Considering the colonial past of the country and the fact that the language situation in Canada is quite complicated, it shouldn’t be that much surprising that there are different Canadian dialects of all spoken languages in this country, but especially of English. Indeed, one cannot say that these dialects are different from the standard version of English the way as the German dialects are different from German, yet there are pretty many different patterns in vocabulary, grammar, and pronunciation.
Aboriginal Canadian English is mostly spoken across the Yukon, Nunavut regions, and the Northwest Territories. This dialect has been developed since the first times of the colonization of Canada by British and French, when the English language was brought first time. People of First Nation languages mostly speak exactly this version of the English language.
Inland Canadian English is also known as the standard Canadian English and spoken across Saskatchwenan, Manitoba, and Alberta regions. To some extent, the accent of this dialect is similar to American English, whereas the Canadians change the pronunciation of vowels before mute, voiceless consonants. Though, there can be spotted some changes that the Americans don’t grasp, such as, for example, pronouncing the word “map” as “mop.”
The Quebec version of English is a type of the Canadian dialects that heavily borrow words and pronunciation from the French language. This causes the situations in which people adhere to both English and French languages, thus creating a phenomenon called “interlanguage.” The phrases like “close a TV” or “put one’s coat”, which may seem as a mix of the French and English languages, are widely used in the Quebec region.
Pacific West Coast English is somewhat similar to the Californian English and spoken across Yukon and British Columbia regions. This dialect of English borrows a lot from other cultures, the people of which populate those areas. In particular, “stick” may be pronounced as “steck” and “r” is pronounced completely different than in the other dialects of the Canadian English. Moreover, there are some peculiar words in different Canadian dialects, and this one is not an exception: people who speak Pacific West Coast English dialect have also invented the words like “spendy” and “sunbreak”, which mean expensive and rare suntime during cloudy days.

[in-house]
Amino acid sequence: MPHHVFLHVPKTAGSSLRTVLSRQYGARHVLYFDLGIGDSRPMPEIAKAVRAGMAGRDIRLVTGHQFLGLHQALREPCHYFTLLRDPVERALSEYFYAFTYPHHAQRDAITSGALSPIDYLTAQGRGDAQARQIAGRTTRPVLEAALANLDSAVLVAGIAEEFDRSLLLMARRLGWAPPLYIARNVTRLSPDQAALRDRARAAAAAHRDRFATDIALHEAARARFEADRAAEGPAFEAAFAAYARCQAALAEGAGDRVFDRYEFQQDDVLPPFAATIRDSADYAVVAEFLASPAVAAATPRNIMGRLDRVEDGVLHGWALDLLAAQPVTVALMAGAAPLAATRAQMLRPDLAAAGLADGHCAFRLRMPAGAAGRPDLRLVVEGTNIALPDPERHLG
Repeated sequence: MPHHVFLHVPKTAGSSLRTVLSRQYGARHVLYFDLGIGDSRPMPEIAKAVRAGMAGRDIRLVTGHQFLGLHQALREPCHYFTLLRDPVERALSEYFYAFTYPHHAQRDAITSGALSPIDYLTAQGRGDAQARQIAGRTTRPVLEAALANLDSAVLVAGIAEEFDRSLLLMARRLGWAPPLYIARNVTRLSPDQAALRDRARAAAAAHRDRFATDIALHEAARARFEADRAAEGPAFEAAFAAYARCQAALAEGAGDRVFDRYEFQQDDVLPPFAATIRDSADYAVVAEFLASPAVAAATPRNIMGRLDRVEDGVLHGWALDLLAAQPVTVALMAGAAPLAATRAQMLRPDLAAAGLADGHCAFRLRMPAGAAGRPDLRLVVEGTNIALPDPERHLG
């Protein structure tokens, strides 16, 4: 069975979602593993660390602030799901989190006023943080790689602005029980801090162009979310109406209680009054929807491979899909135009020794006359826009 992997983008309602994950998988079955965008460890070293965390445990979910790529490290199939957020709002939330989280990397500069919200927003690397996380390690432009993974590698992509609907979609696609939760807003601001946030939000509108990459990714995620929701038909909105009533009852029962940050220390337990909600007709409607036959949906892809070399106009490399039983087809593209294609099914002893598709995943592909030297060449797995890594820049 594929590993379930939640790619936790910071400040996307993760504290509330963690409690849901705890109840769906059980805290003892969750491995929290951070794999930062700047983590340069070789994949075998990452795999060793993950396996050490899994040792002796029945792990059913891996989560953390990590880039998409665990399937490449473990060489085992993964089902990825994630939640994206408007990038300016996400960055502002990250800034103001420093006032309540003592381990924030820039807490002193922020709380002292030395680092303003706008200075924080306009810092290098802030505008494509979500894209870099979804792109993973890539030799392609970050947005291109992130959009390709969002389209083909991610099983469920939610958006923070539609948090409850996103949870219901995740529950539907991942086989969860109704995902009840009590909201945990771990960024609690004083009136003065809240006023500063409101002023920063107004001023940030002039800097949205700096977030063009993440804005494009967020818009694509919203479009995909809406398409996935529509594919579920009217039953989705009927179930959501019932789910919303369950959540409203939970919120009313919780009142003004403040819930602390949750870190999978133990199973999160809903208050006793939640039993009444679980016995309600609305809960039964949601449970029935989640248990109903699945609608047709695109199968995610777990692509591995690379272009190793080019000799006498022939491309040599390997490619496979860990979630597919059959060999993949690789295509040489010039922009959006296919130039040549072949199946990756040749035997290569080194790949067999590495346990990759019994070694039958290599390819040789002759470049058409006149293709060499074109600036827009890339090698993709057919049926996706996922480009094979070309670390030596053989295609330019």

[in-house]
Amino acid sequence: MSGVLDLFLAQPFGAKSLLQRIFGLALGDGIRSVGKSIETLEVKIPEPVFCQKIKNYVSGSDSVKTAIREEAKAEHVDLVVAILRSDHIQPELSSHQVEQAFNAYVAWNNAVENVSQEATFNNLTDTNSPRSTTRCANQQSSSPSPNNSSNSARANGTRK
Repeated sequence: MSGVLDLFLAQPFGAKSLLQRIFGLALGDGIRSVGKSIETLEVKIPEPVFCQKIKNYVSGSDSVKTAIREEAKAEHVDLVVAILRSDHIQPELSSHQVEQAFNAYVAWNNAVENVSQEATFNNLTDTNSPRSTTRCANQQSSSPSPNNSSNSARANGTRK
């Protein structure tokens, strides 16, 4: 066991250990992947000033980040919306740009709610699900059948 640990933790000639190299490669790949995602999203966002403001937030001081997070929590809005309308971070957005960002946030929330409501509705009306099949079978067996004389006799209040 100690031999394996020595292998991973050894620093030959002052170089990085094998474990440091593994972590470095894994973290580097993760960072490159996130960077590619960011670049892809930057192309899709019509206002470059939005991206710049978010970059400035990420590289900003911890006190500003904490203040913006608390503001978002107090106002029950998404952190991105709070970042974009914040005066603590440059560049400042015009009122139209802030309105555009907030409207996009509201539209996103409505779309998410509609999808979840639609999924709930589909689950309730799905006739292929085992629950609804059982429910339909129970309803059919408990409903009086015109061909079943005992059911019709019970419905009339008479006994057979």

There are many Canadian dialects of English language within the country
Ottawa Valley English is spoken across the sites situated along the Ottawa River, running from Montreal and across Ottawa. Mostly, this dialect is spoken in Ontario and Quebec regions. This dialect has been heavily influenced by the Irish, Scottish, and American speakers. For example, here you can encounter the phrase as “for to”, like in the following example: “John went out of his house for to take a walk”.
The Newfoundland Dialect is spoken in the Prince Edward Island, as well as Labrador and Newfoundland regions. In fact, it has many peculiar phrases and words and was heavily influenced by the British. For instance, the following phrases are not common in the rest of Canada: “me fadder” (my father), “you are some crooked” (you are grouchy), and “where ya at” (where are you?)?
The Cape Breton Dialect is spoken in the island of the same name, which belongs to the province of Nova Scotia. It is isolated from the mainland and mostly populated by French Acadian, Irish, and Highland Scottish people. A few of its specialties are pronouncing the sound “s” as “th” and pronouncing the sound “a” shortly.